Bonomo Turkish Taffy
- M. Laurin
Does anyone remember this? It may have come in different flavors, but vanilla was the best! It was hard--you could break it in pieces, but it was soft once you started chewing it! It tasted like the center of a vanilla Charleston Chew. If anyone knows where I could find this, I would be forever grateful! :)
I love this also, been searching for years. If I find it, I'll let you know. Loved smacking that think flat taffy against the side walk into pieces! Loved the vanilla best also. Good luck, let me know if you find it.
G-d, I have been on-and-off looking for it myself. I lived in Asbury Park, N.J. It came in strawberry, chocolate, and, the best, vanilla. Did you find any? Yes, I remember it is putting in in the fridge for a few hrs, then slapping it on the street, and having hundreds of little pieces to eat. Your description of the flavor is accurate. That is why I like Charleston Chews. But, as I remember the flavor, not as good as Bonomo's. Bonomo's was denser and more intense flavor. I've sinse moved to Colorado where anyone I ask about them thinks I'm nuts. If you have heard anything about them PLEASE let me know.
found this article on the web:
Turkish Taffy Man Bonomo
Candy freaks of a certain age will remember Bonomos Turkish Taffy, a confection which inspired loyalty in movie goers and schoolchildren alike.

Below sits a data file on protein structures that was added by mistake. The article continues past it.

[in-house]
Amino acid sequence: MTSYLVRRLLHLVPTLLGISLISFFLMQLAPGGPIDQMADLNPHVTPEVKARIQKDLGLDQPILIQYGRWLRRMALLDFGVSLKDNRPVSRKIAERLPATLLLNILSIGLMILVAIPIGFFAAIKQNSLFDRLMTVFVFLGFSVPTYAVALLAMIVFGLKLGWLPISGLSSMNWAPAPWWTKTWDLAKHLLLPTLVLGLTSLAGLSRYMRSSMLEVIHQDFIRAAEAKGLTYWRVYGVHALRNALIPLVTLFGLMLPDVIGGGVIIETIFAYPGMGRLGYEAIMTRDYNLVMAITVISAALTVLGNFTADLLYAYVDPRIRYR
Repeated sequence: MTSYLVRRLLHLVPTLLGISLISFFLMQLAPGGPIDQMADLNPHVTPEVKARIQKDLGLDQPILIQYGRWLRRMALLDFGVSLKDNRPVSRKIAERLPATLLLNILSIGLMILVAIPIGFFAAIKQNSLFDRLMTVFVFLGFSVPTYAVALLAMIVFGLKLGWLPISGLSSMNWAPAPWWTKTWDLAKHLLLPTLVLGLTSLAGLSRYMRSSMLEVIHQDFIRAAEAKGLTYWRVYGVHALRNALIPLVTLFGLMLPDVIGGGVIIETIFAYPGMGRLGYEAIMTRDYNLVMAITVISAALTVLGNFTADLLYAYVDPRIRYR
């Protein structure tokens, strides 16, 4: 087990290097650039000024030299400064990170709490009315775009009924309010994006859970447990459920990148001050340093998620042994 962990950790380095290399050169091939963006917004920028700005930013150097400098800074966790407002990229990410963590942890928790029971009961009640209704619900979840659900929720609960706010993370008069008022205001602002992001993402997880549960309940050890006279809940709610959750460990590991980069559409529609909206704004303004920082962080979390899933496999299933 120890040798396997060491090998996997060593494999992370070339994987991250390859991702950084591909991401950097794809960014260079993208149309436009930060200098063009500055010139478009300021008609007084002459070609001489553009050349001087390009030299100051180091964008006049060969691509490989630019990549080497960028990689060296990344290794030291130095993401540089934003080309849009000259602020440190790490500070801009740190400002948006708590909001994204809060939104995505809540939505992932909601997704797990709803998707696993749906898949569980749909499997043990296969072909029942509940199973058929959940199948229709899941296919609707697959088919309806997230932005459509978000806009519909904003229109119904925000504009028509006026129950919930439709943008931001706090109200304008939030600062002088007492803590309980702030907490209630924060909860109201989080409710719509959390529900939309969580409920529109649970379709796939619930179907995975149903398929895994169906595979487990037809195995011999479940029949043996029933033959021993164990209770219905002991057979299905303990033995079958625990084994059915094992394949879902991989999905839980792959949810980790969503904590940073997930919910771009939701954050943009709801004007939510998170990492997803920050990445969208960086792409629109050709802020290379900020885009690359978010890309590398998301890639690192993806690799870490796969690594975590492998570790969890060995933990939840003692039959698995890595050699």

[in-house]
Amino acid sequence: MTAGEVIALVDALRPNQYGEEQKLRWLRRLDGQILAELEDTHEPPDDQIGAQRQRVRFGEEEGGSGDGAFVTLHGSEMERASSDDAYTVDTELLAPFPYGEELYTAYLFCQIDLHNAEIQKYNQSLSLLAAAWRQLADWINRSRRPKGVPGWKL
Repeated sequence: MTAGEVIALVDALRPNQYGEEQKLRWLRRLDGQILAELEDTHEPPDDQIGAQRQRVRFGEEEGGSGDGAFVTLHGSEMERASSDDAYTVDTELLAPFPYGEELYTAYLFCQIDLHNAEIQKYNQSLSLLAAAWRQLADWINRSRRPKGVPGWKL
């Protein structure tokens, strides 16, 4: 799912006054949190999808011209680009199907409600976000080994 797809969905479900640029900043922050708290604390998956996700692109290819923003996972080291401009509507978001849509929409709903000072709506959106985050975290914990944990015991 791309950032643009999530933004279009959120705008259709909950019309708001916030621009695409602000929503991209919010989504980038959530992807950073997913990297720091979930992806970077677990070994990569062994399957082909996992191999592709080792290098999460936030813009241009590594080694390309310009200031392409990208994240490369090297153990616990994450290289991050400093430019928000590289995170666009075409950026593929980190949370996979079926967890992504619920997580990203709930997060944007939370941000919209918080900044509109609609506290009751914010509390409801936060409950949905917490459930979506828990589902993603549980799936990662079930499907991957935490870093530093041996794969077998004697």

The euphonious name Turkish Taffy reflected clever marketing as much as it did reality. The sephardic Bonomos really did have roots in Turkey, but the recipe was invented in Coney Island, the saltwater taffy capital of the United States.
Victor Bonomo, who died at age 100, inherited the familys boardwalk candy concession. By the end of WWII he was hawking three candy bars, Thanks, Hats Off, and Call Again, which was described as a poor mans Milky Way.
Most popular, though, was the Turkish Taffy, which was sold in bars the size of a 1945 nickel Hershey bar. It came in vanilla, chocolate, strawberry and banana, in a package adorned by fez-capped, smiling candy makers. (The fez had been outlawed by Ataturk in the 20s.) By the time Bonomo sold off the business in the 60s, sales tallied as many as 100 million bars per year.
The company ended up in the hands of Tootsie Roll, which ceased production of it in 1989.